• Bob Vlach, Woodford Sun Staff

School board to invite five architects to discuss facilities

Woodford County Board of Education Chair Ambrose Wilson IV informed board members Monday that he and schools Superintendent Scott Hawkins are working on a letter to be sent to five architectural firms to gauge their interest in working with the board on the district’s facility plan.

Board member Margie Cleveland asked if this has turned into an interview process for hiring a new architect. “That’s what it sounds like it’s turning into,” she said.

Wilson compared the process of asking architects to present their facility plan ideas to the board interviewing potential financial advisors. In August, the board hired Hilliard Lyons as its fiscal agent/financial advisor, which then informed the board that its bonding (borrowing) potential would increase from $23 million to $37 million if $600,000 in property tax revenue was restricted to the building fund.

Over the past couple of months, the board has discussed exploring options to upgrade the existing high school or build a new high school – possibly in phases. Those talks began after a special election in June when a majority of voter opposed a facilities tax to pay for a new high school.

Softball lease

The board voted 4 to 1 approving a 30-year lease agreement with the Kentucky Softball Foundation. A one-time payment of $30,000 will cover the construction costs of a concession stand with restroom facilities for a softball field (used by the high school team) in the County Park.

The upgrades will address Title IX issues related to providing equitable athletic facilities for high school students. A nearby baseball field in the County Park already has a concession stand with restroom facilities.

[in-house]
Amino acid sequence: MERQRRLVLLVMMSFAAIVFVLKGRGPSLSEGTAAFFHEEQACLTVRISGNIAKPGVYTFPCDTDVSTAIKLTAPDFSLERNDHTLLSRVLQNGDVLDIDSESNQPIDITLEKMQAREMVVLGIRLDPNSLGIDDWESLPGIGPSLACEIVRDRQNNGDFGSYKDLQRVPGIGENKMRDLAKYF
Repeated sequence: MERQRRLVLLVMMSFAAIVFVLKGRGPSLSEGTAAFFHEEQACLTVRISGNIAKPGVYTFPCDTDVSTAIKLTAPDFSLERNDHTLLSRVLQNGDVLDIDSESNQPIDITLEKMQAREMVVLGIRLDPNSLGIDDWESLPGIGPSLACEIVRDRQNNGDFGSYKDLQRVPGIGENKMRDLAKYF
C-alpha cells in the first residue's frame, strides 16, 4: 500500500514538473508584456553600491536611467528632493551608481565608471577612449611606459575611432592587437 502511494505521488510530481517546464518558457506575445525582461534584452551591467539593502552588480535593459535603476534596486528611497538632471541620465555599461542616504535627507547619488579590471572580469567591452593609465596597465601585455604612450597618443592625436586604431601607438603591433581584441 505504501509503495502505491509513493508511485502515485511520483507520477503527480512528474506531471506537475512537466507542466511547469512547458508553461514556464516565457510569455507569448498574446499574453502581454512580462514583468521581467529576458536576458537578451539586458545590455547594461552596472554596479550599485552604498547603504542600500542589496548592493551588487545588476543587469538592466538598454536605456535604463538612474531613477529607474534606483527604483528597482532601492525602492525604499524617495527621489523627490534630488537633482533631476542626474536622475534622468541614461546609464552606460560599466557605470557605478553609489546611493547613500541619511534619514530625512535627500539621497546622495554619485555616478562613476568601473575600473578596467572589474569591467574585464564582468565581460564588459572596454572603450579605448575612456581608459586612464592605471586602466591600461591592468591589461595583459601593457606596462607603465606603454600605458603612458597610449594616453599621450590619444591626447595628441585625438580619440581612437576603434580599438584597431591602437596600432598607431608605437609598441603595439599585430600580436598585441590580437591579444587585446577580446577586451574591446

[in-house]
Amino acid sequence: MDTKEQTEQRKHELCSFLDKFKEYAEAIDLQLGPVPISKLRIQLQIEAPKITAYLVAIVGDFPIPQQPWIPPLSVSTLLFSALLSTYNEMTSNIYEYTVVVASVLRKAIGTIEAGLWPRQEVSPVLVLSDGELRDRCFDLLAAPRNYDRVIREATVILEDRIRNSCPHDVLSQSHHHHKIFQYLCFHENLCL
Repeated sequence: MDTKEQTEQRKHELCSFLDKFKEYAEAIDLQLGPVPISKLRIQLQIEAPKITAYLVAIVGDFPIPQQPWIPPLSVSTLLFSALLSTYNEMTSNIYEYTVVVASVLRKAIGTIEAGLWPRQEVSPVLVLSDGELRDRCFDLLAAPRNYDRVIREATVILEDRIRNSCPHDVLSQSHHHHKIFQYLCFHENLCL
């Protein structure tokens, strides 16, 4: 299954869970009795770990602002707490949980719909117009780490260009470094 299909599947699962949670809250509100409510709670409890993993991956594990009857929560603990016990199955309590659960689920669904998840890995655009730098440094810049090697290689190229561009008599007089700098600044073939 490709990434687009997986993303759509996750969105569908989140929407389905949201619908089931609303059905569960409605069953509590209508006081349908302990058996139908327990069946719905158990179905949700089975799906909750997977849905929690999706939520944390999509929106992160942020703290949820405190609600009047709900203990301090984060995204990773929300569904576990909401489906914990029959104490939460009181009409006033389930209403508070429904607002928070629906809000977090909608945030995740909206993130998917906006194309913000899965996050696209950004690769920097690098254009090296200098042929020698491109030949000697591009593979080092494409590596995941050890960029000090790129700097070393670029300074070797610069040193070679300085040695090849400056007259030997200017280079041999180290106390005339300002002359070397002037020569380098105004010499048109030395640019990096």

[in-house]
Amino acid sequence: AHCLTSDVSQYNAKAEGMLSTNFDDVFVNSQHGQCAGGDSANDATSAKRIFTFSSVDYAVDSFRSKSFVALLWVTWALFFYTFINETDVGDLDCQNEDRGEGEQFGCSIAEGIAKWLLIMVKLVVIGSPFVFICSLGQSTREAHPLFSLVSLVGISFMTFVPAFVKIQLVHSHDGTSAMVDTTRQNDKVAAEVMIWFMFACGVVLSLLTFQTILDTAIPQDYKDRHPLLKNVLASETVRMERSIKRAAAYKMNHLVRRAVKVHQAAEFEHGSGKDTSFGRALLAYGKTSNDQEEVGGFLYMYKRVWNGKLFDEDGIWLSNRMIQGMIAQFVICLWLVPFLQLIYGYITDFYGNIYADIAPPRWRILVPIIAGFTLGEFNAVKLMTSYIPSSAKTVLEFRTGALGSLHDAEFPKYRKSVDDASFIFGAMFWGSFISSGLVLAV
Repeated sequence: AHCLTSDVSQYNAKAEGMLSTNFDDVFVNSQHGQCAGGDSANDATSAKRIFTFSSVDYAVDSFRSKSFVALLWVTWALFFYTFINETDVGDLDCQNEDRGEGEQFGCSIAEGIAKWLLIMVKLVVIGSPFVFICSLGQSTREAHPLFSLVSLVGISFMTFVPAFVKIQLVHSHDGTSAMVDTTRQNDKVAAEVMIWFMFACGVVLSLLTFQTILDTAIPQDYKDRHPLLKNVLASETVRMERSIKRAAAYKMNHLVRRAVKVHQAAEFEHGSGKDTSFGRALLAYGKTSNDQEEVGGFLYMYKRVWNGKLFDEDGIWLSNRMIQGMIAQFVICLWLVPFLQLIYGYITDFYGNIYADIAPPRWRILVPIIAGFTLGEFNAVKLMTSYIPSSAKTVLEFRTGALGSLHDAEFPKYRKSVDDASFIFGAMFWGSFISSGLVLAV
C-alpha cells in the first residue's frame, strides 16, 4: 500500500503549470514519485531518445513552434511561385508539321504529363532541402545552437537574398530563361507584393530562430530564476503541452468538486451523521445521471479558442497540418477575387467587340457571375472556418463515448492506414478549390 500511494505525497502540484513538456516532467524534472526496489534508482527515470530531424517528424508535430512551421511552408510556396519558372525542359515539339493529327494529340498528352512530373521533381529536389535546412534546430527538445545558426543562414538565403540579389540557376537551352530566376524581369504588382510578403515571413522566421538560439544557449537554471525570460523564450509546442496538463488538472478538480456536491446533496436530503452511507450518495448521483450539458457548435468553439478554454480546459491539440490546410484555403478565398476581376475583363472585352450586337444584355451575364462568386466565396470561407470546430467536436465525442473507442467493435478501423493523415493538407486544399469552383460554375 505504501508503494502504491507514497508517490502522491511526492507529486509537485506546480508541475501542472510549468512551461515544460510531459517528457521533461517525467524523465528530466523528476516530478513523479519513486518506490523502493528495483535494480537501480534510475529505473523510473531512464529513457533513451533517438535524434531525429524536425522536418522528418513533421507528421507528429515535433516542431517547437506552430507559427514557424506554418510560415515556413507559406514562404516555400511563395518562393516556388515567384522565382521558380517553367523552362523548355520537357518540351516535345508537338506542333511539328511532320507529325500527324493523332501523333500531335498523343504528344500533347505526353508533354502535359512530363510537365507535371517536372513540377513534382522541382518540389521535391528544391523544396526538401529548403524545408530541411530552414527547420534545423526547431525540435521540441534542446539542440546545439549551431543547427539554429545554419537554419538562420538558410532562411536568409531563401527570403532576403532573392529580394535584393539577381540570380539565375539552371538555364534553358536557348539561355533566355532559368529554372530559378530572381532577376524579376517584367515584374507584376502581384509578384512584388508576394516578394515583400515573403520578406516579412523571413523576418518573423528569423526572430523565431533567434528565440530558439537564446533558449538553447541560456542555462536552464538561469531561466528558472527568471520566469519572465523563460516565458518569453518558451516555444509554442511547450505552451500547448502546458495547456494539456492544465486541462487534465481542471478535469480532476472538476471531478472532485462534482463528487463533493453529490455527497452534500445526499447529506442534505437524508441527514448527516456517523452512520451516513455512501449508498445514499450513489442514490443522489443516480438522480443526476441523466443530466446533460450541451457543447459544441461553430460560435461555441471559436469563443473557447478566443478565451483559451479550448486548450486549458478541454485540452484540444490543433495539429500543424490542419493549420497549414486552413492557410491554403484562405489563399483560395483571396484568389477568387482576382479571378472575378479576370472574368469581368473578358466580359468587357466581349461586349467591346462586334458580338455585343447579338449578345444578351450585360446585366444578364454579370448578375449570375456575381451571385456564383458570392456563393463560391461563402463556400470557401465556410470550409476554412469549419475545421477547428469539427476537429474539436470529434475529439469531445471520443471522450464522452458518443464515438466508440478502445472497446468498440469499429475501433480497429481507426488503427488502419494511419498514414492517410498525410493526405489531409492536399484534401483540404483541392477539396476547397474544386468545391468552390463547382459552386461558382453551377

The district was due for its next Title IX site visit in January 2019, according to Hawkins. He said the equity issues related to the baseball and softball fields dates back to 2008.

Noting the possible ramifications of entering into a 30-year lease agreement, board Vice Chair Debby Edelen said, “I just wish that we had been talking about this (the Title IX issue) along the way, with maybe (considering) other options, since it’s been a problem for so long …” She said whenever a compliance issue such as this arises in the future, the board should be informed as soon as possible.

Since the high school does not have its own baseball and softball fields (both facilities are county owned), Hawkins described the lease agreement with the Kentucky Softball Foundation (KSF) as way to address the Title IX issue.

Edelen, who voted no to approving the lease, and Sherri Springate voiced their appreciation to the KSF for stepping up to help the school district on this equity issue.

School calendar

The board approved an instructional calendar for the 2019-20 school year, with Wilson voting no. Wilson spoke of his disappointment that neither calendar option would start the school year a week earlier last Monday. He argued that was the intent of state legislation mandating local boards of education receive two options for a school calendar.

The calendars given to local board members offered two choices for fall break: Sept. 30 to Oct. 4 or Oct. 4 to 11. The board chose to the earlier date for fall break.

The 2019-20 school year is scheduled to begin Thursday, Aug. 8, and end Wednesday, May 20, with winter break from Dec. 21 to Jan. 5 and spring break from March 30 to April 3.

Tax collections

The board authorized Hawkins and Edelen to talk with representatives of the Woodford County Sheriff’s Office about the actual expenses for collecting property taxes on behalf of the school district. Board members Karen Brock and Cleveland voted in opposition to the decision.

Simmons project

The board unanimously approved close-out construction documents for the installation of a security window at its entrance. Construction costs for the project completed by Eubank & Steele Construction was $9,200, according to information given to board members.

Natural gas bid

The board unanimously approved Constellation’s bid for natural gas, which “will get us the best price for our gas services,” Chief Operating Officer Amy Smith said.

The 36-month contract price will match the current price, according to bid tabulation information provided to board members.

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